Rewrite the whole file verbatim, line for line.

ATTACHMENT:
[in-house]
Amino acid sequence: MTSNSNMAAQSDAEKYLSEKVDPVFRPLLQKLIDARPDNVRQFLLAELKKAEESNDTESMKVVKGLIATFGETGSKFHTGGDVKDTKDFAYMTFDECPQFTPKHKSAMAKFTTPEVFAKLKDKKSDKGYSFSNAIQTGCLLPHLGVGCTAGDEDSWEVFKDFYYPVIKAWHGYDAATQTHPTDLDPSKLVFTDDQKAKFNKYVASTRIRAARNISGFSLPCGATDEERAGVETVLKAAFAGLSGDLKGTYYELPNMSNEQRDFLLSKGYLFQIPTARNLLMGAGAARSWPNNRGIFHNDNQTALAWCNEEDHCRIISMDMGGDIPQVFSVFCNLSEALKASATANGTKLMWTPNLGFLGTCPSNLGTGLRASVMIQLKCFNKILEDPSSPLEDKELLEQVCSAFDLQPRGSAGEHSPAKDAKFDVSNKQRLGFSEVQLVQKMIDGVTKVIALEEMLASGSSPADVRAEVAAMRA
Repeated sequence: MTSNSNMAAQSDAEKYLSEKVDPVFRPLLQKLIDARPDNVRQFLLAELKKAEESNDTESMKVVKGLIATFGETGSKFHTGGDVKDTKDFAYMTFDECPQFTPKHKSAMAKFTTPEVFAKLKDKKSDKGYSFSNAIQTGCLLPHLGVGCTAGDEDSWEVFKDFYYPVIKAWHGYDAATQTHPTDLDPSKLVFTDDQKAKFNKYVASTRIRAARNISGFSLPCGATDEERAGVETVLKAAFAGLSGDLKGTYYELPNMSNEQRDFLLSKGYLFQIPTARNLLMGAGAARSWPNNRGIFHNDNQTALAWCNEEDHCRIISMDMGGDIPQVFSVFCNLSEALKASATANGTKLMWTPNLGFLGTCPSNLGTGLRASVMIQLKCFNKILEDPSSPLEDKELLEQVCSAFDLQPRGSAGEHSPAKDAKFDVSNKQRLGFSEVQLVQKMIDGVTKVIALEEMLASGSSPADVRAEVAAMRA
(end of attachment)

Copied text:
[in-house]
Amino acid sequence: MTSNSNMAAQSDAEKYLSEKVDPVFRPLLQKLIDARPDNVRQFLLAELKKAEESNDTESMKVVKGLIATFGETGSKFHTGGDVKDTKDFAYMTFDECPQFTPKHKSAMAKFTTPEVFAKLKDKKSDKGYSFSNAIQTGCLLPHLGVGCTAGDEDSWEVFKDFYYPVIKAWHGYDAATQTHPTDLDPSKLVFTDDQKAKFNKYVASTRIRAARNISGFSLPCGATDEERAGVETVLKAAFAGLSGDLKGTYYELPNMSNEQRDFLLSKGYLFQIPTARNLLMGAGAARSWPNNRGIFHNDNQTALAWCNEEDHCRIISMDMGGDIPQVFSVFCNLSEALKASATANGTKLMWTPNLGFLGTCPSNLGTGLRASVMIQLKCFNKILEDPSSPLEDKELLEQVCSAFDLQPRGSAGEHSPAKDAKFDVSNKQRLGFSEVQLVQKMIDGVTKVIALEEMLASGSSPADVRAEVAAMRA
Repeated sequence: MTSNSNMAAQSDAEKYLSEKVDPVFRPLLQKLIDARPDNVRQFLLAELKKAEESNDTESMKVVKGLIATFGETGSKFHTGGDVKDTKDFAYMTFDECPQFTPKHKSAMAKFTTPEVFAKLKDKKSDKGYSFSNAIQTGCLLPHLGVGCTAGDEDSWEVFKDFYYPVIKAWHGYDAATQTHPTDLDPSKLVFTDDQKAKFNKYVASTRIRAARNISGFSLPCGATDEERAGVETVLKAAFAGLSGDLKGTYYELPNMSNEQRDFLLSKGYLFQIPTARNLLMGAGAARSWPNNRGIFHNDNQTALAWCNEEDHCRIISMDMGGDIPQVFSVFCNLSEALKASATANGTKLMWTPNLGFLGTCPSNLGTGLRASVMIQLKCFNKILEDPSSPLEDKELLEQVCSAFDLQPRGSAGEHSPAKDAKFDVSNKQRLGFSEVQLVQKMIDGVTKVIALEEMLASGSSPADVRAEVAAMRA